A triumphant night for US sees Felix, Merritt and Reese claim three out of four golds on offer
Wednesday, 08 August 2012
August 8 - The United States re-asserted some of their old supremacy in track and field tonight as they won three of the four golds on offer – through Allyson Felix in the 200 metres, Aries Merritt in the 110m hurdles and Brittney Reese in the long jump - and contributed seven medals in all to a national effort which saw the overall medal total rise beyond that of China, 81 to 77, even if the latter nation still occupies first place by dint of having two more golds.
The outstanding contribution came from the fleet, long-legged Bambi of the track, Felix, who at the age of 26 finally has an Olympic 200 metres gold medal after being beaten into silver at the two previous Games by Jamaica's Veronica Campbell-Brown, who finished one place off the podium here in 22.38 sec.
In finishing ahead of the woman who had retained her Olympic 100m title earlier in the week, Shelly-Ann Fraser-Fryce, Felix, who clocked 21.88, also reclaimed for the US one of the four sprint titles which were annexed by Jamaican men and women at the last Olympics.
After her second, bitter defeat to Campbell-Brown in Beijing, a despairing Felix said she would have swapped all her world golds for an Olympic title.
Now she finally has that desired object to set alongside the three golds and a bronze she has won at the distance at the last four World Championships.
"In Beijing I said I would give all those World Championship medals for the gold," said Felix, still wearing the wide and dazzling smile that had appeared on her face shortly after she floated over the finish line.
"Now I say I embrace all of the journey because it has pushed me all these years.
"And now it is a very sweet success."
Felix, who believed one of the key factors in her victory was the newfound aggression she had managed to carry over from competing here in the 100m, added: "For years those two defeats have been fresh in my mind.
"This has been a long, long time coming."
Fraser-Pryce was delighted with silver in a personal best of 22.09; Felix's teammate Carmelita Jeter, the world 100m champion, took bronze in 22.14.
With the score currently standing at 2-1 to Jamaica, however, the US chances of equalising in the men's 200m look less than healthy following tonight's emphatic semi-final victories by Jamaica's 100m gold and silver medallists, Usain Bolt and Yohan Blake.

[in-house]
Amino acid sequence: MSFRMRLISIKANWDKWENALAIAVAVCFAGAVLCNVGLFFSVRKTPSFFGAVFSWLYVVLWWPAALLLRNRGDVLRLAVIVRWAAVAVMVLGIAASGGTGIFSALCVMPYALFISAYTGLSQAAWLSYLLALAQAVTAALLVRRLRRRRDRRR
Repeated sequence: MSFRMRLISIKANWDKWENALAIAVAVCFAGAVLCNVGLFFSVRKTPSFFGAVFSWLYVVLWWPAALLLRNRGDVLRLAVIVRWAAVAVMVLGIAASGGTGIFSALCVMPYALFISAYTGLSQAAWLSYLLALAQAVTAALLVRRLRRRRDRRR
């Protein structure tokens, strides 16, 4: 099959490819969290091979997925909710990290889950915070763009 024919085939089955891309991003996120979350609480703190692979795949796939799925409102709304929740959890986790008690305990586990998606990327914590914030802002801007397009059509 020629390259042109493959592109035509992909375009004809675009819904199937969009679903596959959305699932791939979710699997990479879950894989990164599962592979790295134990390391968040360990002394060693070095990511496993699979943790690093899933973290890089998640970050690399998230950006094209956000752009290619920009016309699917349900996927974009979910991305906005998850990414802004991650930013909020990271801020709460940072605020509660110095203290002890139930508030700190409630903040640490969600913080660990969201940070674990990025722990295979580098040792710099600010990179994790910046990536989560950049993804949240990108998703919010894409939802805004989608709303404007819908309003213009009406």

Before these Games got underway there was high expectation over the men's 110m hurdles final, where Merritt, with the four fastest timings of the season, was due to take on a field which included the 2004 and 2008 Olympic champions, respectively Liu Xiang and Dayron Robles.
A return of the Achilles tendon problem which undermined his hopes of challenging in the home Games in Beijing put paid to Liu's chances at the very first hurdle of his heat, however, and in the final Merritt's eventual victory came after Robles juddered to a halt with an obvious hamstring problem after hurdle five.
The Cuban, with Merritt and fellow American Jason Richardson, the world champion, either side of him, had already faded back into minor medal contention by then, however.
Merritt held his nerve and form to win in 12.92, the best time of 2012, and become the first US hurdler to win this title since Allen Johnson in 1996, with Richardson taking silver in 13.04.
Bronze went to Jamaica's Hansle Parchment, who clocked a national record of 13.12 to finish just one place ahead of Britain's 22-year-old Commonwealth bronze medallist Lawrence Clarke, who raised his game to earn a terrific result, finishing a hundredth of a second ahead of the 2009 world champion, Ryan Brathwaite of Barbados, in 13.39.
"I can't believe I came fourth in the Olympic Games," said Clarke, whose teammate Andy Turner, the world bronze medallist, failed to qualify from the semi-final after what has been an injury-ridden season.
"I didn't even expect to make the final."
Robles eventually clocked a time of 42.86 as he wandered disconsolately over the line – some way short of his world record personal best.
It was wretched luck for him.
"I was well prepared," said Robles.
"I started well, but when I went to change speed to attack the hurdle I felt a pain in the back of my thigh."
The US gold rush was maintained in the final event to be decided, the women's long jump, where Brittney Reese – the young woman from Mississippi who has won two world indoor and two world outdoor titles since finishing fifth in Beijing - secured her title with a third round effort of 7.12 metres.
That left her five centimetres clear of the personal best of 7.07m set by Russia's Elena Sokolova, and a final effort of 6.89 by Reese's teammate Janay DeLoach took her past the first round leader, Latvia's 31-year-old Ineta Radevica, by just one centimetre.
The European champion, whose final effort of 6.79m confirmed the bronze went to the American, responded with customary grace in what must have been a moment of huge disappointment as she saw her first Olympic medal in a long career disappear.
A US clean sweep on the night was only prevented by Russia's Natalya Antyukh, who moved past the United States' Lashinda Demus, who had made one of her trademark fast starts, in the final 50 metres to claim the 400m hurdles gold in a personal best of 52.70, the fastest time of 2012, with Demus clocking 52.77 and Zuzana Hejnova of the Czech Republic taking bronze in 53.38.
Earlier in the evening, a personal best of 88.34m put Vítězslav Veselý, the Czech Republic's European champion, into the javelin final as the top qualifier.
"Sometimes the qualification goes well and the final very bad," said the man who is trained by three-times Olympic champion Jan Zelezny.
"I hope that's not the case here.
"I'm confident, though, that I can repeat it."